The truth is that it has not been precisely justified how the combination of the constituents of the protocol works for MS. Scientific research, profit-oriented, CRAB – centered and guided, is not able and above all it doesn’t aim at providing reasonable responses. Nevertheless, one can make several hypotheses about each suggested constituent by analyzing its properties and draw secure conclusions based on scientific research.
1. Find ways to reduce as much as possible the generation of new millions of free radicals generated in our body by the binding of metals and free radicals through chain reactions (Vitamin C, E and other antioxidants mentioned below help to that)
- Try to consume proteins all the time, mainly animal (except pork which is very fatty) but vegetarian as well (eg sea algae) according to the protocol. Protein amino-acids contain sulfur that highly facilitates the detoxification procedure. Avoid any proteinic supplement of unreliable origin.
- Try to maintain 2 to 3 bowel movements per day. If there is a constipation problem read here. Remember that 90% of the mercury (a heavy metal known to be one of the most toxic ones) is expelled in our stools.
- Don’t miss your daily injection of Thiamine (Β1)(1): Thiamine, being a main injectable vitamin in the protocol, has been found to play an important role in the confrontation of heavy metals (arsenic, lead, mercury etc). Especially mercury and lead compete with Thiamine absorbing the Sulfur contained in it. Sulfur is known to act as a magnet for heavy metals.
- Biotin (vitamin Β7 contained in Β100): The second vitamin which contains sulfur.
- Vitamin Β6 (Pyridoxine – contained in Β100): Necessary to the metabolic procedure that transforms methionine into cysteine and followingly to glutathione (amino-acid transformed into strong antioxidative means).
- Magnesium: Metals such as Magnesium are necessary to the optimal functioning of our immune system, as much as to hundreds of enzymatic systems of prime importance for human health. In this way foods are more easily absorbed without irritating the digestive track that plays a crucial role to heavy metals excretion.
- Take your antioxidants every day: All antioxidants in the protocol (Vitamin C(2), E, Beta Carotene-Vitamin Α, Selenium(3)) including Thiamine, play an irreplaceable role to the fight against new free radicals being multiplied in the presence of heavy metals.
- Drink alkaline water.
- Exercise according to your condition, but do it systematically and under supervision. Sweating is a good way to excrete toxins and the skin is one of the main detoxification organs.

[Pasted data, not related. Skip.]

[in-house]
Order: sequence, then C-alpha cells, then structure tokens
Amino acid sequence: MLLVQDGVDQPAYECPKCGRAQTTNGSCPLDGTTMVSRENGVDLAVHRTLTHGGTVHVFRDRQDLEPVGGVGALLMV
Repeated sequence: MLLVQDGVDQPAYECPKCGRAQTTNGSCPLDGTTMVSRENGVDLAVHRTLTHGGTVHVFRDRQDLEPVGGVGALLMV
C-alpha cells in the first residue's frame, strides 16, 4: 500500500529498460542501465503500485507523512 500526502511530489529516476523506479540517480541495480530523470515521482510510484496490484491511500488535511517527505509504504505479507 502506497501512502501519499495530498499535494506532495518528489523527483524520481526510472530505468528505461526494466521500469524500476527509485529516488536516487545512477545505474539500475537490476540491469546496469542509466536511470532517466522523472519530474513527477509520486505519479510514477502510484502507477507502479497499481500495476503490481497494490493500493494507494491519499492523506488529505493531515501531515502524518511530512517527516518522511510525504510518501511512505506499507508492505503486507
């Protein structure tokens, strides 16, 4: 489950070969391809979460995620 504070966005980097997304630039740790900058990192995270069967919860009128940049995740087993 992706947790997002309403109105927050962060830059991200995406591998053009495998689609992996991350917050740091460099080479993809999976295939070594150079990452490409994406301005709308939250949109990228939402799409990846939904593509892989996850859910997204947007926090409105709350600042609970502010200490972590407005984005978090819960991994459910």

- You can take Chlorella. Chlorella is a species of algae that helps remove toxic metals from the connective tissue of our body. It contains high levels of chlorophyll which is one of the most pure and strong foods on earth. One cannot take excessive amount of Chlorella. Check your dose by trials, starting from a low dose and increasing gradually every 2-3 days.
- Include garlic in your regiment if you are not allergic or intolerant to it, not in supplement form but in fresh natural form. In this way you enhance the Sulfur reserves of your body. 2-3 cloves per day for as long as your program lasts sound like a good idea. Crush the cloves so as to set their active ingredients free.
- Start taking MSM (4). MSM is a kind of Sulfur acting on the membranes of the cells and thus helping your body to get rid of mercury.
- Start using coriander (5). Coriander will contribute to the movement of mercury from the tissues, so as Chlorella will be able to bind with it and guide it out of the body through bowel movements. Coriander is found in most health food stores, super markets or shops selling spices. You can also add it to vegetable juices (being an excellent source of metals such as Calcium and Magnesium). Coriander alone is not enough to totally remove heavy metals from the body.
(1)Lead and mercury are strongly anti thiamine, binding to the sulfur entity in thiamine.
Heavy metal poisoning is typically characterized by symptoms common with thiamine deficiency since metals, such as arsenic or lead, block a crucial metabolic step converting thiamine to its co-enzyme form. Omar Alvarado, Thomas J. Fellers and Michael W. Davidson